Rakht Charitra I is the first of the two part saga on politics of the 90’s in Anantapur District of Andhra Pradesh riddled with factionism and revenge killings. With his latest entry, Ram Gopal Verma is back to what he knows best, gangsters and violence.
Supposedly a biopic of a slain politician from the region, the movie traces the entry of young Pratap Ravi (Vivek Oberoi) into the path of violence from where he steps into politics. The killings begin when Pratap’s father falls out with local politicians Narasimha Reddy & Nagamani Reddy leading to his murder and his brother death in a fake encounter. Pratap goes on to avenge the deaths by killing the Reddy duo.
Politics beckon him when actor turned politician, Sivaji Rao is on the look out for someone who can take on the sons of Nagamani Reddy, Bukka and Puru, the latter running for the State Assembly. Despite attempts by Bukka to sabotage the elections, Pratap wins the seat. What follows next is to be seen in the forthcoming flick.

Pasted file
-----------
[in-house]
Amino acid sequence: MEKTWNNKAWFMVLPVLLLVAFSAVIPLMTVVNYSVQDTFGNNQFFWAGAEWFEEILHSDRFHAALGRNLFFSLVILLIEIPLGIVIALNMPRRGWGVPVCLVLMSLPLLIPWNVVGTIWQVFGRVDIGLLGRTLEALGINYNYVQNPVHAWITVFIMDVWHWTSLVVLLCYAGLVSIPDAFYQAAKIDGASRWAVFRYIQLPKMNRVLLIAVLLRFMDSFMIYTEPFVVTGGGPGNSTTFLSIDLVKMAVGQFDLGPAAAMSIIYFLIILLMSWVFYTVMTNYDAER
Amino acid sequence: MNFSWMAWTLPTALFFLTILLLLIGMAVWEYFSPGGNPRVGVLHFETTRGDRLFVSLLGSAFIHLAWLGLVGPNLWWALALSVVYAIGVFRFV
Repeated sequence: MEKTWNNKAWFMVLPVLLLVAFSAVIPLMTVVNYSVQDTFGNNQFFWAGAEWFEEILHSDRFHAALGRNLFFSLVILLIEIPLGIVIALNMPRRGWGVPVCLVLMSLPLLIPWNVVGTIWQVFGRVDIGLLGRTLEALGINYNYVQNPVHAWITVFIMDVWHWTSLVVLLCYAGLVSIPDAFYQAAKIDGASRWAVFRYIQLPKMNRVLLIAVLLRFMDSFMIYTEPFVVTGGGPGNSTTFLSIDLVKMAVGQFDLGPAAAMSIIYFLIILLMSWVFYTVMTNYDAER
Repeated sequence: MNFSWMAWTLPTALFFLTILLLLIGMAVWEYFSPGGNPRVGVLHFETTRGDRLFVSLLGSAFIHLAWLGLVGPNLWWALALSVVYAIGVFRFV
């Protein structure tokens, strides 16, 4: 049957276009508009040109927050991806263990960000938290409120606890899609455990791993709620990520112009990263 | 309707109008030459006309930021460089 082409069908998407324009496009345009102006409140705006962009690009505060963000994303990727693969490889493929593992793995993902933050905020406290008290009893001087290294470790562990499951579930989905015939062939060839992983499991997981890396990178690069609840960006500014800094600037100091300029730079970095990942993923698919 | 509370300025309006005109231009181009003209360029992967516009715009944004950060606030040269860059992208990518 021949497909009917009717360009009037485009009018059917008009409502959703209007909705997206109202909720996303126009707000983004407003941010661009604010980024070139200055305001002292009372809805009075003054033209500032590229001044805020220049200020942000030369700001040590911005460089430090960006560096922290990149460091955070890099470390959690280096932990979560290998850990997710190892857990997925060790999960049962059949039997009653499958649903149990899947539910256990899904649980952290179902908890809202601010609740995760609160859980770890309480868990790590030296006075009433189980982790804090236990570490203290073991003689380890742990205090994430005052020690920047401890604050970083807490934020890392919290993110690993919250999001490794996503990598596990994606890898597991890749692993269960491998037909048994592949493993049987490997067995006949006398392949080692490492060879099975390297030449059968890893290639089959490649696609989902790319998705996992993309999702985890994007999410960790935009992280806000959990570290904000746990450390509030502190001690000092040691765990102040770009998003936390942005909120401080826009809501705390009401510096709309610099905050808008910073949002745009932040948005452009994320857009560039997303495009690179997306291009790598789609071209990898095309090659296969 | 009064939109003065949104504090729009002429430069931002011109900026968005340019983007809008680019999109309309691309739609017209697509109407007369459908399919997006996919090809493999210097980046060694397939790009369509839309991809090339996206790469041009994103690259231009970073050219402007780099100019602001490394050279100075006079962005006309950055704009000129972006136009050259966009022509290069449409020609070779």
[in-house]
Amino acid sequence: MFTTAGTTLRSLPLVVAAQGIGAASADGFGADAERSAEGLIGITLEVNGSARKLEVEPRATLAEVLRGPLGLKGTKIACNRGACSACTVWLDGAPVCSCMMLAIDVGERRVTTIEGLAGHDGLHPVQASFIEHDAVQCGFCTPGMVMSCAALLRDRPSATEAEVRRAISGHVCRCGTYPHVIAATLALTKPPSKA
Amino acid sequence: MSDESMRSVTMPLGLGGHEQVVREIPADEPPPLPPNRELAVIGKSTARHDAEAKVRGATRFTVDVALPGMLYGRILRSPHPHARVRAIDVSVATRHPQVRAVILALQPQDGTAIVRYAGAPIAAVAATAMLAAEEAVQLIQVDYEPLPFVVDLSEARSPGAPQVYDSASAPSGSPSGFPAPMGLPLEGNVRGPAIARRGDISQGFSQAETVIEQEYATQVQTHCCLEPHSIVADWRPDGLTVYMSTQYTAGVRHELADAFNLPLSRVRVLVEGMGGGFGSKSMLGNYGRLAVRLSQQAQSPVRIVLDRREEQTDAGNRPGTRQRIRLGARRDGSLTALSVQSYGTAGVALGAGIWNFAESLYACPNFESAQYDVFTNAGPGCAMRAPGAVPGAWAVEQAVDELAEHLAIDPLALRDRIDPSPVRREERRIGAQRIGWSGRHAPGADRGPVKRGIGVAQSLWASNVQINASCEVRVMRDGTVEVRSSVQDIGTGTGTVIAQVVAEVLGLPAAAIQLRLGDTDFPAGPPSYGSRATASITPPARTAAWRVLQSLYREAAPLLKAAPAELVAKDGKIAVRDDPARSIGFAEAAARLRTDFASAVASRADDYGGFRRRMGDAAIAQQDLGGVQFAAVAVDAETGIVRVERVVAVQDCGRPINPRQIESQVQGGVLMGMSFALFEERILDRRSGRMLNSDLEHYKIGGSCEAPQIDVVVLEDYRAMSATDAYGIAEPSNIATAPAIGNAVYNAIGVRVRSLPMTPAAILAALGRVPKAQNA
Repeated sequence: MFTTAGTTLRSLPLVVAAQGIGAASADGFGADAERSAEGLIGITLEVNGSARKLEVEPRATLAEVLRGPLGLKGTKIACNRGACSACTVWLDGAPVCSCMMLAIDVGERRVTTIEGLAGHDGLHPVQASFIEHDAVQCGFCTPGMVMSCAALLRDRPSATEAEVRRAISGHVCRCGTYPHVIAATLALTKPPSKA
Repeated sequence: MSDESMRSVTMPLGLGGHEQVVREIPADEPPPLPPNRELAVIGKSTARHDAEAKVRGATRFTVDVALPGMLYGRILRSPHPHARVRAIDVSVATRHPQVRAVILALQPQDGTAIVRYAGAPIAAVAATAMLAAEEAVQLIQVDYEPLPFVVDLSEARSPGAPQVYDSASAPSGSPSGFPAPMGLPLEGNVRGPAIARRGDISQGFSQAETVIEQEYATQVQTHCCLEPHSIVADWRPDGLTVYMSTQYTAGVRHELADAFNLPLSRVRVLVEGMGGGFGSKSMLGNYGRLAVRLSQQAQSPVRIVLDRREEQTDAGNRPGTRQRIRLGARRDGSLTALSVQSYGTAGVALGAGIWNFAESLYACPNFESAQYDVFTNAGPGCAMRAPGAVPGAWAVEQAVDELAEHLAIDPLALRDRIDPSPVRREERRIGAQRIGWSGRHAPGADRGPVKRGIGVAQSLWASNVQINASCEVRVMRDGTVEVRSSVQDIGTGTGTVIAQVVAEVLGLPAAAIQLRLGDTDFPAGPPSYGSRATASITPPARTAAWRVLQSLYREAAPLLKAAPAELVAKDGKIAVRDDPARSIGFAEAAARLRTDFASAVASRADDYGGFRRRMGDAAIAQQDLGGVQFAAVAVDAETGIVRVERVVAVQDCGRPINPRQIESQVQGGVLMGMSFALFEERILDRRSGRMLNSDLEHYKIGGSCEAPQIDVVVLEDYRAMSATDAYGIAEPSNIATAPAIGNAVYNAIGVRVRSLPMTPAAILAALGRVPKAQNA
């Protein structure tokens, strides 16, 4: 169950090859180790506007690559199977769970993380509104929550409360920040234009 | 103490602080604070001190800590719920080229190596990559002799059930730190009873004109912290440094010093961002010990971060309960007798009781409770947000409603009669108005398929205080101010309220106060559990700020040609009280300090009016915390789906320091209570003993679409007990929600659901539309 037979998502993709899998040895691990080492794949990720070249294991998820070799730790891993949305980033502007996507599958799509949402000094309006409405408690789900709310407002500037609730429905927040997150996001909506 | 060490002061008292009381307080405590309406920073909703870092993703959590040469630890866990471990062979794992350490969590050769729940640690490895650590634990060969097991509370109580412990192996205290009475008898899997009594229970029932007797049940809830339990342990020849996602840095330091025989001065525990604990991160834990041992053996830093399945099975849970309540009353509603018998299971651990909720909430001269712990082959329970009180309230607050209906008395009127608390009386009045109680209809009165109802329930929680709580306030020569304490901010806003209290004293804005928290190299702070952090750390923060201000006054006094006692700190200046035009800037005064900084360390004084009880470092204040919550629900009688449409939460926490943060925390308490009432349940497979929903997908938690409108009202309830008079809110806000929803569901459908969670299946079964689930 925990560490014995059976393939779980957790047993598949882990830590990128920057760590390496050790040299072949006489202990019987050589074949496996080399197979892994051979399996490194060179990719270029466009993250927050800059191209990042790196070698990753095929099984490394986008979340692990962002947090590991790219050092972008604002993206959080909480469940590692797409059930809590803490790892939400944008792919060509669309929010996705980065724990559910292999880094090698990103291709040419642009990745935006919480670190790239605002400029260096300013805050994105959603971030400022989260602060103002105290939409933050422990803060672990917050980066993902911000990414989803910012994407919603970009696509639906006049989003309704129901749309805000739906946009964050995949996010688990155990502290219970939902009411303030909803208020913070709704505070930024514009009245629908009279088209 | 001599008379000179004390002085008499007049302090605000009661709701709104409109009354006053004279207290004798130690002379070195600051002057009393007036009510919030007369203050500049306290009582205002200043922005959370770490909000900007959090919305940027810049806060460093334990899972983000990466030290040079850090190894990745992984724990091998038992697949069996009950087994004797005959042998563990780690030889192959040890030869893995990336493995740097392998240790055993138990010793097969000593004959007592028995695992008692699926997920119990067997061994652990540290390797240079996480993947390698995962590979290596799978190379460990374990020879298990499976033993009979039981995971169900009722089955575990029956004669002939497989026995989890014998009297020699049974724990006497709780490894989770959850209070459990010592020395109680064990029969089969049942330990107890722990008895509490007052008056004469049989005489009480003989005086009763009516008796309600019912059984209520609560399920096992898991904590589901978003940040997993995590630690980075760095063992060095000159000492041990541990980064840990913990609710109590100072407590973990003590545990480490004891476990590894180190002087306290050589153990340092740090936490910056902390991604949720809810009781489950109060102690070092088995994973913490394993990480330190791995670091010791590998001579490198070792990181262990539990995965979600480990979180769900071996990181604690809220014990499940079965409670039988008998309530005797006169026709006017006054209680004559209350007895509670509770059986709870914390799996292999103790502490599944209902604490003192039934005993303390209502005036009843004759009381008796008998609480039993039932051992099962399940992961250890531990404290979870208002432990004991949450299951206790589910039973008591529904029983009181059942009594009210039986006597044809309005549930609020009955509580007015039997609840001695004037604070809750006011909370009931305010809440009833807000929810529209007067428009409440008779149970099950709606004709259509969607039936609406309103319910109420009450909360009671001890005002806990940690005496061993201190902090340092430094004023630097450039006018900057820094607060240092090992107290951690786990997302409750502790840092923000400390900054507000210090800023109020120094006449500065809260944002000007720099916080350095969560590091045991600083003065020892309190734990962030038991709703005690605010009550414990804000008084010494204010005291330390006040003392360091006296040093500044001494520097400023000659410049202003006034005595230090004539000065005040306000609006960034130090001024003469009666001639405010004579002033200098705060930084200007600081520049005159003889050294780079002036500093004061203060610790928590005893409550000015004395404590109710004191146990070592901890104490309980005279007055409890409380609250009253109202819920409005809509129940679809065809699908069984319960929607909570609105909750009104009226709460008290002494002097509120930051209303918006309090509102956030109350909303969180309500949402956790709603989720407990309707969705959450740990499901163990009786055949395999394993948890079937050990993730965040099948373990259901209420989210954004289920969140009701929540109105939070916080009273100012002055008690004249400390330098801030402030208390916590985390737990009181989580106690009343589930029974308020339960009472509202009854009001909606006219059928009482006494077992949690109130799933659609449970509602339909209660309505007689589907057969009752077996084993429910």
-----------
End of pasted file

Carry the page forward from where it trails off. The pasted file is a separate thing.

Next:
Predictably, this flick is all about Bloodshed and an ominous background score. Well, the humming of the movie’s name in the background has an uncanny resemblance to the ‘Govinda’ humming seen in Verma’s Sarkar. The killings which include driving a drill bit into the head or guillotine with a Surgarcane cutter can be quite unsettling.
Some good acting holds the movie together. While Vivek Oberoi doesn’t put a foot wrong as the protagonist, it is Abhimanyu Singh who takes the cake for his portrayal of the brutal and despicable Bhukka Reddy, the key antagonist of the first film.
Usual screen baddies, Kota Srinivasa Rao, Ashish Vidyarthi et al too make their mark. Radhika Apte as Pratap’s love interest and consort has not much of a role except for looking wide-eyed as the politics unfold in front of her. Shatrugan Sinha’s portrayal of NTR’s likeliness is also noteworthy. The second movie releasing later this month would feature Tamil star Surya as the protagonist’s arch nemesis Suri.
With Bollywood audiences already having changed preferences from violence to comedy, this doesn’t come as a typical movie goer’s weekend entertainer. Not having an item song that is typical to this genre could have had its effect the film’s marketing.
If not for anything else, those keen on having a glimpse of the region’s politics in the not so distant past, can give Rakht Charitra a try.
Rating 5/10: Ram Gopal Verma is ‘Brutally’ back!